A church that is clean and tidy is a cared for, loved church. This basic of element of management is not easy in churches (bats and birds roosting in the rafters, crumbling stonework and plaster, dust generally!) but it is essential to meet this important need. It shows that the community cares about its church.
The old adage that ‘first impressions last’ is very true. People form lasting impressions of places during the first few minutes of their stay.
A recent survey revealed the top 10 most important factors that shape a visitor's first impressions of a Church. They are:
(3) Church being used and loved
(4) Noticeboards and information
It is therefore very important that a Church provides the right initial impression. Wherever possible therefore a Church should:
o appear clean with floors swept, carpets vacuumed and surfaces polished.
o Signpost an area within the Church where visitors can pray (see below). This area should provide easy access to a Bible, to a short prayer and where appropriate and possible provide candles and a sand tray.
o All noticeboards should be kept in a tidy and current state. The board should be subject to regular housekeeping with old and out of date notices being disposed of. The board itself should be fit for purpose. The noticeboard should be easily accessible to visitors and should promote up-coming events in the Church and Parish. The church insurance policy, the fire extinguisher inspection certificate and diocesan accounts are not of great interest to visitors. Have a separate board for these notices for parishioners.
o In winter months Churches can be very dark and cold, two attributes which can make them very unwelcoming. Whenever possible a small source of background heat should be evident on initial entry and courtesy lighting should be available. There are several ways that this can be achieved, either via a donation in an electricity box which initiates the lights, the leaving on of a small welcome lamp, the presence of a motion activated courtesy light or details adjacent to the door on how visitors can put on the Church lights for the duration of their visit.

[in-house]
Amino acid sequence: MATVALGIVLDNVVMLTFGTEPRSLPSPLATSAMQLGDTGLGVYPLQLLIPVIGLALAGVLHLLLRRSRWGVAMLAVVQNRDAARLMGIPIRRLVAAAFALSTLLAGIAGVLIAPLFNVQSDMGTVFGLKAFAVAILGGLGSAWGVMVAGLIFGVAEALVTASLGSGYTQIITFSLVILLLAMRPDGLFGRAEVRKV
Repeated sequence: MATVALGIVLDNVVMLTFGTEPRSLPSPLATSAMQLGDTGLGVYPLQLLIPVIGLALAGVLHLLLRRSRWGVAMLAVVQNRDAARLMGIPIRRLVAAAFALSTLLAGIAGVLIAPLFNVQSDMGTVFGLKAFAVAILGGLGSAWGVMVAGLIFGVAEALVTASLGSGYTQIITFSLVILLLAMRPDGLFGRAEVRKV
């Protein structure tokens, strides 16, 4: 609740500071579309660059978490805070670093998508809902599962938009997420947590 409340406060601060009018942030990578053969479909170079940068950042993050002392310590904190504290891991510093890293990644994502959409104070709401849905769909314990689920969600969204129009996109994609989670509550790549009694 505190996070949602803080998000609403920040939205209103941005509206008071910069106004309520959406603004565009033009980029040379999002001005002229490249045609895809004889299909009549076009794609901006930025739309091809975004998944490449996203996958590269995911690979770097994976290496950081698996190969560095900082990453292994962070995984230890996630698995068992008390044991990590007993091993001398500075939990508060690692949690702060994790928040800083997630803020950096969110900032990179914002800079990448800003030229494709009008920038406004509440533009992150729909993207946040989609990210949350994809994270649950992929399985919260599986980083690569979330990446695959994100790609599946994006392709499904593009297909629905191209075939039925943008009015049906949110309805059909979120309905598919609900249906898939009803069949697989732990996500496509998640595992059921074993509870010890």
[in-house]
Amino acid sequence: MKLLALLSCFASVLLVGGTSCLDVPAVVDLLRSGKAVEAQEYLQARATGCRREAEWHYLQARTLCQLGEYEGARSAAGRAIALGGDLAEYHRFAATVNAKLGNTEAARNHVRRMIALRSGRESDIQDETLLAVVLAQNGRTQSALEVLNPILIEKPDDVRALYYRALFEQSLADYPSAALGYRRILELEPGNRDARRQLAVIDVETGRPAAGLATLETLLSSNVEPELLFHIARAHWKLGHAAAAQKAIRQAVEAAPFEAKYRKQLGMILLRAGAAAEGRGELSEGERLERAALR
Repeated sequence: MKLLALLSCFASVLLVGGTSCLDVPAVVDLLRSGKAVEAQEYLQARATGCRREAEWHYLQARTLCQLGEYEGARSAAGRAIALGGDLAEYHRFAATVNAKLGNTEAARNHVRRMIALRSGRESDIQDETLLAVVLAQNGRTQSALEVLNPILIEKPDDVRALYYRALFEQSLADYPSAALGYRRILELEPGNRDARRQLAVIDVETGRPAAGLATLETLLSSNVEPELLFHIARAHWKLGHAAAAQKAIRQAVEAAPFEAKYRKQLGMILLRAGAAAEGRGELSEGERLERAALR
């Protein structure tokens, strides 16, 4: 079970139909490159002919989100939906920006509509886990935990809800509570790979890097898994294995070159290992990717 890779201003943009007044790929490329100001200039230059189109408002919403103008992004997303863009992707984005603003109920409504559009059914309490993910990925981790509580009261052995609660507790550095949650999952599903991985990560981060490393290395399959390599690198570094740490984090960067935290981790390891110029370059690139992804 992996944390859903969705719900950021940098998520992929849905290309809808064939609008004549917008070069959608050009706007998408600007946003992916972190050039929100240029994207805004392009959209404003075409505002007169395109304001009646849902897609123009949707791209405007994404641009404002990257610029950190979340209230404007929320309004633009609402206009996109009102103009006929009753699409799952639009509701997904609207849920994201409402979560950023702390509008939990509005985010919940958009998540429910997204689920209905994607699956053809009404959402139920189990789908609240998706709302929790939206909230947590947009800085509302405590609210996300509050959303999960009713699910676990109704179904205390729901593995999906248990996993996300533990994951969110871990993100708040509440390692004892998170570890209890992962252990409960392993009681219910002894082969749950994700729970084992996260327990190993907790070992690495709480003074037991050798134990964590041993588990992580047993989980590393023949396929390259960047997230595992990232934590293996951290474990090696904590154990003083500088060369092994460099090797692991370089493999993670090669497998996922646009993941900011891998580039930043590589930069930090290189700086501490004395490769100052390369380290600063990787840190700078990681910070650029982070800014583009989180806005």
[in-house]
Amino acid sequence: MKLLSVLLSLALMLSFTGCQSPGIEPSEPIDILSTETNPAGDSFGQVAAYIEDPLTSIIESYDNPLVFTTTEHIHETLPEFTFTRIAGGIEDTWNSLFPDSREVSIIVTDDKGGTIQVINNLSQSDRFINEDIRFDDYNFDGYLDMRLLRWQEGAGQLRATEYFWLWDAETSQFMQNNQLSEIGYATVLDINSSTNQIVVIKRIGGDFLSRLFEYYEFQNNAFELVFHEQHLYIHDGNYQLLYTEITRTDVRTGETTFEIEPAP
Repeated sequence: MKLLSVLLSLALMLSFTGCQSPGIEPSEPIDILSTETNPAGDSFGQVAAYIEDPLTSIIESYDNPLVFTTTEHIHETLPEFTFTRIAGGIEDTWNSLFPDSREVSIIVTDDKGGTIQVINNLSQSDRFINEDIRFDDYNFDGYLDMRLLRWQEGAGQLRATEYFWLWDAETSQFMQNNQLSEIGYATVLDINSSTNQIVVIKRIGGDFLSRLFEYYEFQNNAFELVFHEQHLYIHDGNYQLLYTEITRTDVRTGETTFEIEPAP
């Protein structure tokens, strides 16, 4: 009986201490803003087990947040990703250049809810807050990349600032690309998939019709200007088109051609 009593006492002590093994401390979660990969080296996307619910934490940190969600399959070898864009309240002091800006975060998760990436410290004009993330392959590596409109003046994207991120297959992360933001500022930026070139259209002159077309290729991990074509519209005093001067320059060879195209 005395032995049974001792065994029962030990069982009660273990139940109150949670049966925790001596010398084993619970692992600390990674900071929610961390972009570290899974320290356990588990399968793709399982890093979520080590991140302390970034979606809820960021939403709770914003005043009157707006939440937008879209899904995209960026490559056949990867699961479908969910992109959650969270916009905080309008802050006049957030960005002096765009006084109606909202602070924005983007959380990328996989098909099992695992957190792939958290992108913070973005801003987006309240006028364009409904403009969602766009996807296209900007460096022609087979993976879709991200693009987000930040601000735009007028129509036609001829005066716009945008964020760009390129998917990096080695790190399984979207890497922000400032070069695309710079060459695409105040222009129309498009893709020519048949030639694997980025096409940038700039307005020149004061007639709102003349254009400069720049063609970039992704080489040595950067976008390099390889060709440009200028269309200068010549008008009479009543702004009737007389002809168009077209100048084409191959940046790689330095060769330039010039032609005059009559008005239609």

o Flowers in a Church are multi-purpose, providing a welcoming scent and making the Church looked loved and cared for. Just a small posy of flowers on a welcome table can make all the difference.
*Does the Church have a ‘welcome’ sign for visitors?
*Is the ‘welcome’ sign located in a prominent location, which is visible on entering the Church? Is the ‘Welcome’ sign well maintained (ie, not faded or effected by damp)?
Is the Church always unlocked during daylight hours? If it is not possible for the Church to always be unlocked are there arrangements for it to be unlocked for short periods on regular days at certain times of year?
Is a sign clearly displayed providing instructions for obtaining the key when the Church is not open? Disabled Access Can the physically disabled access the majority of the Church?
Have you undertaken a disability audit?
Are ramps provided for steps and steep slopes?
Are handrails provided?
Are white lines painted on the edge of steps?
Are important messages provided in large print? Have you made every reasonable attempt to remove physical obstacles in the Church, or provided alternative routes or access?
Is the floor swept, carpets vacuumed and surfaces polished?
Is there an area set-aside and signposted for quiet prayer?
Does this quiet prayer area have access to a Bible, a short prayer, candles and a sand tray?
Are noticeboards visually tidy?
Do they display relevant current posters and information for the Church & Parish?
Is there a source of suitable background welcome heat?
Is the Church well lit for visitors (have you made provision for visitor access to lighting?)
Does the Church display flowers, either as regular Church decoration or in the form of a welcoming posy?